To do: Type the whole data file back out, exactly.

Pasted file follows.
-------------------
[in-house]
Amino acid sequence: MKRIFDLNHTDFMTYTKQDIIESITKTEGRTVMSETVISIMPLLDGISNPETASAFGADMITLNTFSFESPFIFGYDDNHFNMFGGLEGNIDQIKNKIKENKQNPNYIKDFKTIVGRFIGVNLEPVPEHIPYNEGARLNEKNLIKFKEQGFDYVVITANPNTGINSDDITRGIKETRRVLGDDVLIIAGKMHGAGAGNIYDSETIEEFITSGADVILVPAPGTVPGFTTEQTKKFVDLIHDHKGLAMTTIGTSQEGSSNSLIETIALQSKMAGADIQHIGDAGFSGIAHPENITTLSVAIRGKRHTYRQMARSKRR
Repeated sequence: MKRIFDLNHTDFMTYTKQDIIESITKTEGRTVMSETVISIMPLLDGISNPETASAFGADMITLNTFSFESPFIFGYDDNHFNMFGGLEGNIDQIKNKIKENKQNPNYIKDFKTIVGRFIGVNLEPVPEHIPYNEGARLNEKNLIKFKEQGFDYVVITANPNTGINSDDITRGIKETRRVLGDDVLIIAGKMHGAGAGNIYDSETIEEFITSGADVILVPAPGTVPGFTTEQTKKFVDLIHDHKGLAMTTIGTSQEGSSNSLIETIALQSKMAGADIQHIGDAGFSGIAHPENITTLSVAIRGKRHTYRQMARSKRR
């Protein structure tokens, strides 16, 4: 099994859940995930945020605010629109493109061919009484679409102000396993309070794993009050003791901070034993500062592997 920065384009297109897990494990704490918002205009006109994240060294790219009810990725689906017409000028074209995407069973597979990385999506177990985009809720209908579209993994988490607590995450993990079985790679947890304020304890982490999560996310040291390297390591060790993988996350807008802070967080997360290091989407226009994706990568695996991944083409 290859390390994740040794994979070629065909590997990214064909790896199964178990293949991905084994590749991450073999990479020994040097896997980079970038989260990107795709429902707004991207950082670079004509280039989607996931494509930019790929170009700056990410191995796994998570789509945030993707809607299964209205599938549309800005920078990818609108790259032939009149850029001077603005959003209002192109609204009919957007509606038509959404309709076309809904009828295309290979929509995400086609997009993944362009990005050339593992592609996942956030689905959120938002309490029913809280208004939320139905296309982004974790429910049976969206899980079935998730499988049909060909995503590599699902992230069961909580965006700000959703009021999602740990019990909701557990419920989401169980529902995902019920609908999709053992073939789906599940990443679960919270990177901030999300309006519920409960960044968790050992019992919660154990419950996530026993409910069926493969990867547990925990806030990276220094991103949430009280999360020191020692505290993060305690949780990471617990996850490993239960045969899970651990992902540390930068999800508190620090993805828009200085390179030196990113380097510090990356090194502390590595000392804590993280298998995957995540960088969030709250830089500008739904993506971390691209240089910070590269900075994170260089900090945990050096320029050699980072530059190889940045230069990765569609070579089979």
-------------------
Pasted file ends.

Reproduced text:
[in-house]
Amino acid sequence: MKRIFDLNHTDFMTYTKQDIIESITKTEGRTVMSETVISIMPLLDGISNPETASAFGADMITLNTFSFESPFIFGYDDNHFNMFGGLEGNIDQIKNKIKENKQNPNYIKDFKTIVGRFIGVNLEPVPEHIPYNEGARLNEKNLIKFKEQGFDYVVITANPNTGINSDDITRGIKETRRVLGDDVLIIAGKMHGAGAGNIYDSETIEEFITSGADVILVPAPGTVPGFTTEQTKKFVDLIHDHKGLAMTTIGTSQEGSSNSLIETIALQSKMAGADIQHIGDAGFSGIAHPENITTLSVAIRGKRHTYRQMARSKRR
Repeated sequence: MKRIFDLNHTDFMTYTKQDIIESITKTEGRTVMSETVISIMPLLDGISNPETASAFGADMITLNTFSFESPFIFGYDDNHFNMFGGLEGNIDQIKNKIKENKQNPNYIKDFKTIVGRFIGVNLEPVPEHIPYNEGARLNEKNLIKFKEQGFDYVVITANPNTGINSDDITRGIKETRRVLGDDVLIIAGKMHGAGAGNIYDSETIEEFITSGADVILVPAPGTVPGFTTEQTKKFVDLIHDHKGLAMTTIGTSQEGSSNSLIETIALQSKMAGADIQHIGDAGFSGIAHPENITTLSVAIRGKRHTYRQMARSKRR
């Protein structure tokens, strides 16, 4: 099994859940995930945020605010629109493109061919009484679409102000396993309070794993009050003791901070034993500062592997 920065384009297109897990494990704490918002205009006109994240060294790219009810990725689906017409000028074209995407069973597979990385999506177990985009809720209908579209993994988490607590995450993990079985790679947890304020304890982490999560996310040291390297390591060790993988996350807008802070967080997360290091989407226009994706990568695996991944083409 290859390390994740040794994979070629065909590997990214064909790896199964178990293949991905084994590749991450073999990479020994040097896997980079970038989260990107795709429902707004991207950082670079004509280039989607996931494509930019790929170009700056990410191995796994998570789509945030993707809607299964209205599938549309800005920078990818609108790259032939009149850029001077603005959003209002192109609204009919957007509606038509959404309709076309809904009828295309290979929509995400086609997009993944362009990005050339593992592609996942956030689905959120938002309490029913809280208004939320139905296309982004974790429910049976969206899980079935998730499988049909060909995503590599699902992230069961909580965006700000959703009021999602740990019990909701557990419920989401169980529902995902019920609908999709053992073939789906599940990443679960919270990177901030999300309006519920409960960044968790050992019992919660154990419950996530026993409910069926493969990867547990925990806030990276220094991103949430009280999360020191020692505290993060305690949780990471617990996850490993239960045969899970651990992902540390930068999800508190620090993805828009200085390179030196990113380097510090990356090194502390590595000392804590993280298998995957995540960088969030709250830089500008739904993506971390691209240089910070590269900075994170260089900090945990050096320029050699980072530059190889940045230069990765569609070579089979």